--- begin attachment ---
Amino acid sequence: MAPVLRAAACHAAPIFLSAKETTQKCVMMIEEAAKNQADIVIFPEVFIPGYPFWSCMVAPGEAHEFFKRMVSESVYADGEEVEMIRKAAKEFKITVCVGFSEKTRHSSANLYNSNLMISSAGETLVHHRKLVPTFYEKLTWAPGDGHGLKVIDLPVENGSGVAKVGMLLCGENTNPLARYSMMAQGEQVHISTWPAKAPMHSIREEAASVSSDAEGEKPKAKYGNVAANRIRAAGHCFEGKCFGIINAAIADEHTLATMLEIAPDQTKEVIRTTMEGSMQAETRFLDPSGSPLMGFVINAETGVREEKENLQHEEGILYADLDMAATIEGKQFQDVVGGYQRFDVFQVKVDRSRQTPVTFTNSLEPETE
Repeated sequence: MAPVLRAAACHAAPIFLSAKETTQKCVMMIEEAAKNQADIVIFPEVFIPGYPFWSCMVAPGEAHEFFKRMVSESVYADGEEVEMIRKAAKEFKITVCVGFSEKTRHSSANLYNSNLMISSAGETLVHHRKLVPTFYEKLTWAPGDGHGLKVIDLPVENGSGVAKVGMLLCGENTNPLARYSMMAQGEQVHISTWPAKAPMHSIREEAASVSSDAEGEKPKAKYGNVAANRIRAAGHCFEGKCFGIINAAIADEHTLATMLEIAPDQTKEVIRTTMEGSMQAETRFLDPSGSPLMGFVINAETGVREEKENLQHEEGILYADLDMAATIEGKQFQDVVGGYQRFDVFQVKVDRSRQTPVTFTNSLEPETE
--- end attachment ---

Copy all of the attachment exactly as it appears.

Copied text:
Amino acid sequence: MAPVLRAAACHAAPIFLSAKETTQKCVMMIEEAAKNQADIVIFPEVFIPGYPFWSCMVAPGEAHEFFKRMVSESVYADGEEVEMIRKAAKEFKITVCVGFSEKTRHSSANLYNSNLMISSAGETLVHHRKLVPTFYEKLTWAPGDGHGLKVIDLPVENGSGVAKVGMLLCGENTNPLARYSMMAQGEQVHISTWPAKAPMHSIREEAASVSSDAEGEKPKAKYGNVAANRIRAAGHCFEGKCFGIINAAIADEHTLATMLEIAPDQTKEVIRTTMEGSMQAETRFLDPSGSPLMGFVINAETGVREEKENLQHEEGILYADLDMAATIEGKQFQDVVGGYQRFDVFQVKVDRSRQTPVTFTNSLEPETE
Repeated sequence: MAPVLRAAACHAAPIFLSAKETTQKCVMMIEEAAKNQADIVIFPEVFIPGYPFWSCMVAPGEAHEFFKRMVSESVYADGEEVEMIRKAAKEFKITVCVGFSEKTRHSSANLYNSNLMISSAGETLVHHRKLVPTFYEKLTWAPGDGHGLKVIDLPVENGSGVAKVGMLLCGENTNPLARYSMMAQGEQVHISTWPAKAPMHSIREEAASVSSDAEGEKPKAKYGNVAANRIRAAGHCFEGKCFGIINAAIADEHTLATMLEIAPDQTKEVIRTTMEGSMQAETRFLDPSGSPLMGFVINAETGVREEKENLQHEEGILYADLDMAATIEGKQFQDVVGGYQRFDVFQVKVDRSRQTPVTFTNSLEPETE